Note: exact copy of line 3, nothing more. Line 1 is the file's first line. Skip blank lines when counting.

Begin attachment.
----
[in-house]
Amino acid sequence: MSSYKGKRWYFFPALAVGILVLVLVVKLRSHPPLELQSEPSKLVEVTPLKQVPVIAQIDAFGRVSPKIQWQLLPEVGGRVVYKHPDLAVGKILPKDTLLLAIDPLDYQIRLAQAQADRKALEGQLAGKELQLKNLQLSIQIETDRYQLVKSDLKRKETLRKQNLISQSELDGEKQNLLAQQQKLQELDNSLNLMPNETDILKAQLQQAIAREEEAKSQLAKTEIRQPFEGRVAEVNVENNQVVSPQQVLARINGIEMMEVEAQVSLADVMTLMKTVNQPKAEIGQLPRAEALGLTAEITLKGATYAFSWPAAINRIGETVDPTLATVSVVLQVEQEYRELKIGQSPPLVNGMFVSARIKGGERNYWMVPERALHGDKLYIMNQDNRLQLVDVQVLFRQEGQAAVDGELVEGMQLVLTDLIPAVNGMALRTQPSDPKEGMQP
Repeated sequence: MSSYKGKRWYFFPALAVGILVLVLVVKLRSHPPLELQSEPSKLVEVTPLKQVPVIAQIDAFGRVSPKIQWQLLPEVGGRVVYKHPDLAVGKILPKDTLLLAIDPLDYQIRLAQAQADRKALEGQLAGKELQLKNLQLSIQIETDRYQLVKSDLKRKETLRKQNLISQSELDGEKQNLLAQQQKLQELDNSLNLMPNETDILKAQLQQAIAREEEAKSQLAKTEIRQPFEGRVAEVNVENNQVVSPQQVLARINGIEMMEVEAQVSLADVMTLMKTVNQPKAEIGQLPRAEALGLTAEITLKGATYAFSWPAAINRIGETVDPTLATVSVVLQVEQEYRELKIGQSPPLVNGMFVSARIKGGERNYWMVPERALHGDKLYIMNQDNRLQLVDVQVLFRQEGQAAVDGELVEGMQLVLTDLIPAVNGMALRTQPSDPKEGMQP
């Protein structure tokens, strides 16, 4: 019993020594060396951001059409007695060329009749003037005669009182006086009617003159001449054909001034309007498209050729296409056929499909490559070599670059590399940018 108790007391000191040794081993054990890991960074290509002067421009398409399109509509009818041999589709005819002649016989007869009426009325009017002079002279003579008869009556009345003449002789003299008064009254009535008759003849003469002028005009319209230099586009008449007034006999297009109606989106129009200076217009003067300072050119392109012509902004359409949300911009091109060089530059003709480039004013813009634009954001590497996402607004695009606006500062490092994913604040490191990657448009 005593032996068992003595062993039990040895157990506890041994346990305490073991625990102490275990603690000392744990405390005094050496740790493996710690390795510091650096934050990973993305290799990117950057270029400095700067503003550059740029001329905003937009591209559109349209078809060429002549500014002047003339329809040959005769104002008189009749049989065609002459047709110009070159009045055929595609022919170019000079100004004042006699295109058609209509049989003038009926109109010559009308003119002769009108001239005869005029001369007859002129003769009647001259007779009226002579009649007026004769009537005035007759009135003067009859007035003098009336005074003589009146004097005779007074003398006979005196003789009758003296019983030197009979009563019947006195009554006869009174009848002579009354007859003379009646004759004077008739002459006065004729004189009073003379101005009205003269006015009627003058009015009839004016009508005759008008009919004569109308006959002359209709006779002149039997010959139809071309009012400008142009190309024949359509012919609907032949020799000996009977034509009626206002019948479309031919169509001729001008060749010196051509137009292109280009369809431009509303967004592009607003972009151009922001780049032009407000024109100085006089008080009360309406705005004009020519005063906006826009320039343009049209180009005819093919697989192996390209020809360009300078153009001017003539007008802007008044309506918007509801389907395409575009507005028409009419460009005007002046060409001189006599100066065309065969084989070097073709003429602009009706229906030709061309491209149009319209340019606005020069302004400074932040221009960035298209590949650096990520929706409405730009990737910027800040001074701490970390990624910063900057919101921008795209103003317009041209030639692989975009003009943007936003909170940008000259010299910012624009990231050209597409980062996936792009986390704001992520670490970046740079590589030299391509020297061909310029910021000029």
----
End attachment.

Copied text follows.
Repeated sequence: MSSYKGKRWYFFPALAVGILVLVLVVKLRSHPPLELQSEPSKLVEVTPLKQVPVIAQIDAFGRVSPKIQWQLLPEVGGRVVYKHPDLAVGKILPKDTLLLAIDPLDYQIRLAQAQADRKALEGQLAGKELQLKNLQLSIQIETDRYQLVKSDLKRKETLRKQNLISQSELDGEKQNLLAQQQKLQELDNSLNLMPNETDILKAQLQQAIAREEEAKSQLAKTEIRQPFEGRVAEVNVENNQVVSPQQVLARINGIEMMEVEAQVSLADVMTLMKTVNQPKAEIGQLPRAEALGLTAEITLKGATYAFSWPAAINRIGETVDPTLATVSVVLQVEQEYRELKIGQSPPLVNGMFVSARIKGGERNYWMVPERALHGDKLYIMNQDNRLQLVDVQVLFRQEGQAAVDGELVEGMQLVLTDLIPAVNGMALRTQPSDPKEGMQP